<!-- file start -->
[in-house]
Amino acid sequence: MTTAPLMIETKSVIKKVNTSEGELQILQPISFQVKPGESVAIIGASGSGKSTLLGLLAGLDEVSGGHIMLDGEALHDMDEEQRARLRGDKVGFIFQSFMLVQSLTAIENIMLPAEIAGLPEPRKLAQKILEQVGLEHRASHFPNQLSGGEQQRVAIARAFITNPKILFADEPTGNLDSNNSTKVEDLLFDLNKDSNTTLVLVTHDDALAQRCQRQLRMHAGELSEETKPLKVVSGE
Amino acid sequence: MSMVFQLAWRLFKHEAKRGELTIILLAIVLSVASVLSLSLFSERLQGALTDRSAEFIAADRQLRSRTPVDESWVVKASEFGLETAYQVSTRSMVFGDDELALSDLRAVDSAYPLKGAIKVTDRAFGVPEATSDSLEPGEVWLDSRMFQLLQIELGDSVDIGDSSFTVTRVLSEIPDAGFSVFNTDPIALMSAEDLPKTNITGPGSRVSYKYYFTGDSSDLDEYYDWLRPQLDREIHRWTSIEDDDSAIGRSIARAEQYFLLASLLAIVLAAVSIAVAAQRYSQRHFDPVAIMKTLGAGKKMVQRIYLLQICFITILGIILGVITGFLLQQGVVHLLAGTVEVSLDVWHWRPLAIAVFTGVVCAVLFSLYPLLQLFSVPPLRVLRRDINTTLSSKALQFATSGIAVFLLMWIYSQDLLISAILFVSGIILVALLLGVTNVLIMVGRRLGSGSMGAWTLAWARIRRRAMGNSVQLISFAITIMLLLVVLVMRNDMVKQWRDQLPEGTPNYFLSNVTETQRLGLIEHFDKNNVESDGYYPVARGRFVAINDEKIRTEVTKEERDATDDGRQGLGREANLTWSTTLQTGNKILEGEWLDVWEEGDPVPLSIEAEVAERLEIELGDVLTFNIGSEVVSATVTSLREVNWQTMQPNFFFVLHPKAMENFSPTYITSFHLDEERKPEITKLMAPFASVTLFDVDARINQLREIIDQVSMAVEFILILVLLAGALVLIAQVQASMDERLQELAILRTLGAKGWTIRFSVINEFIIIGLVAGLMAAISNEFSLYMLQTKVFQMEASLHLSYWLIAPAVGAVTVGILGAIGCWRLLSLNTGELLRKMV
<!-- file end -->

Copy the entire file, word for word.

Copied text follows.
[in-house]
Amino acid sequence: MTTAPLMIETKSVIKKVNTSEGELQILQPISFQVKPGESVAIIGASGSGKSTLLGLLAGLDEVSGGHIMLDGEALHDMDEEQRARLRGDKVGFIFQSFMLVQSLTAIENIMLPAEIAGLPEPRKLAQKILEQVGLEHRASHFPNQLSGGEQQRVAIARAFITNPKILFADEPTGNLDSNNSTKVEDLLFDLNKDSNTTLVLVTHDDALAQRCQRQLRMHAGELSEETKPLKVVSGE
Amino acid sequence: MSMVFQLAWRLFKHEAKRGELTIILLAIVLSVASVLSLSLFSERLQGALTDRSAEFIAADRQLRSRTPVDESWVVKASEFGLETAYQVSTRSMVFGDDELALSDLRAVDSAYPLKGAIKVTDRAFGVPEATSDSLEPGEVWLDSRMFQLLQIELGDSVDIGDSSFTVTRVLSEIPDAGFSVFNTDPIALMSAEDLPKTNITGPGSRVSYKYYFTGDSSDLDEYYDWLRPQLDREIHRWTSIEDDDSAIGRSIARAEQYFLLASLLAIVLAAVSIAVAAQRYSQRHFDPVAIMKTLGAGKKMVQRIYLLQICFITILGIILGVITGFLLQQGVVHLLAGTVEVSLDVWHWRPLAIAVFTGVVCAVLFSLYPLLQLFSVPPLRVLRRDINTTLSSKALQFATSGIAVFLLMWIYSQDLLISAILFVSGIILVALLLGVTNVLIMVGRRLGSGSMGAWTLAWARIRRRAMGNSVQLISFAITIMLLLVVLVMRNDMVKQWRDQLPEGTPNYFLSNVTETQRLGLIEHFDKNNVESDGYYPVARGRFVAINDEKIRTEVTKEERDATDDGRQGLGREANLTWSTTLQTGNKILEGEWLDVWEEGDPVPLSIEAEVAERLEIELGDVLTFNIGSEVVSATVTSLREVNWQTMQPNFFFVLHPKAMENFSPTYITSFHLDEERKPEITKLMAPFASVTLFDVDARINQLREIIDQVSMAVEFILILVLLAGALVLIAQVQASMDERLQELAILRTLGAKGWTIRFSVINEFIIIGLVAGLMAAISNEFSLYMLQTKVFQMEASLHLSYWLIAPAVGAVTVGILGAIGCWRLLSLNTGELLRKMV